In the mid nineteenth century, London had a vast and growing population and yet no proper sanitation. Many basements had brimming cesspits underneath their floorboards. The rich paid for water to be brought to their houses, the poorer gathered their own water from local pumps. This water was generally piped in from the extremely polluted River Thames, which at that time was little better than a vast open sewer. Waterborne disease, unsurprisingly enough, was rife – especially cholera and typhoid – but nobody knew how it was spread.

In August 1854, after several outbreaks of cholera had already sprung up throughout the capital, a major outbreak struck Soho. In its severest form, cholera is one of the most rapidly progressing diseases known to man: without prompt medical intervention, an infected person can die within three hours. During that outbreak in 1854, 127 people had died within three days. Over the course of the week, three-quarters of the inhabitants had fled, while those that remained were dropping like flies. Dr John Snow, tending the sick, was sceptical about the popular theories of the time, essentially that ‘bad air’, known as ‘miasma’, was responsible for spreading the disease. But he remained unable to explain exactly how the infection was passed so quickly between people who appeared to have no direct contact with each other.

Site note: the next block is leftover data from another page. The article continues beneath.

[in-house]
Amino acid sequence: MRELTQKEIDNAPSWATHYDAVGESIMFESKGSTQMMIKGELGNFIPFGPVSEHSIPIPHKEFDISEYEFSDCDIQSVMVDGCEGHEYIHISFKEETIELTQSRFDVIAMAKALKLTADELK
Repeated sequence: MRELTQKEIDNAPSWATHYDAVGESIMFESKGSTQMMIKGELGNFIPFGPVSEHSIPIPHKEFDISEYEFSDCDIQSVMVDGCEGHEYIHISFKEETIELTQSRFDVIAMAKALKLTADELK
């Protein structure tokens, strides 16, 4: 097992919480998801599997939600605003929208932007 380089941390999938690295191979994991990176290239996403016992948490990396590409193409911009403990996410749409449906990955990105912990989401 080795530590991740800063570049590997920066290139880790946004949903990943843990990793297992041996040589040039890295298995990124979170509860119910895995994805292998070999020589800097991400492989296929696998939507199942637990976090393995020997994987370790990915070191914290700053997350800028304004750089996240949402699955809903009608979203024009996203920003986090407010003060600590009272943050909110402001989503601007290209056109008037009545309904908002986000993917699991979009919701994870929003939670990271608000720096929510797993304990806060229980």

Marking on a map the homes of as many of the victims as he could find, Snow made a startling discovery. Studying the map, he noticed that 87 of the 89 victims he had identified had all drunk water from a pump in Broad Street. By contrast, there had been no reports of the death from cholera of anyone who drank water from a different well, even if they lived close to Broad Street. Snow immediately took his findings to the local authorities, urging them to remove the pump handle. The authorities, believing like everyone else that ‘bad air’ was responsible for the disease, were initially reluctant as closing the pump would inconvenience local residents. But Snow managed to persuade them to remove the handle long enough at least for him to investigate further, as a result of which there were no new cases of cholera in the area. Snow then discovered that the well had been dug only three feet from an old cesspit that had begun to leak sewage directly into the water supply; this, he concluded, must be the source of the disease.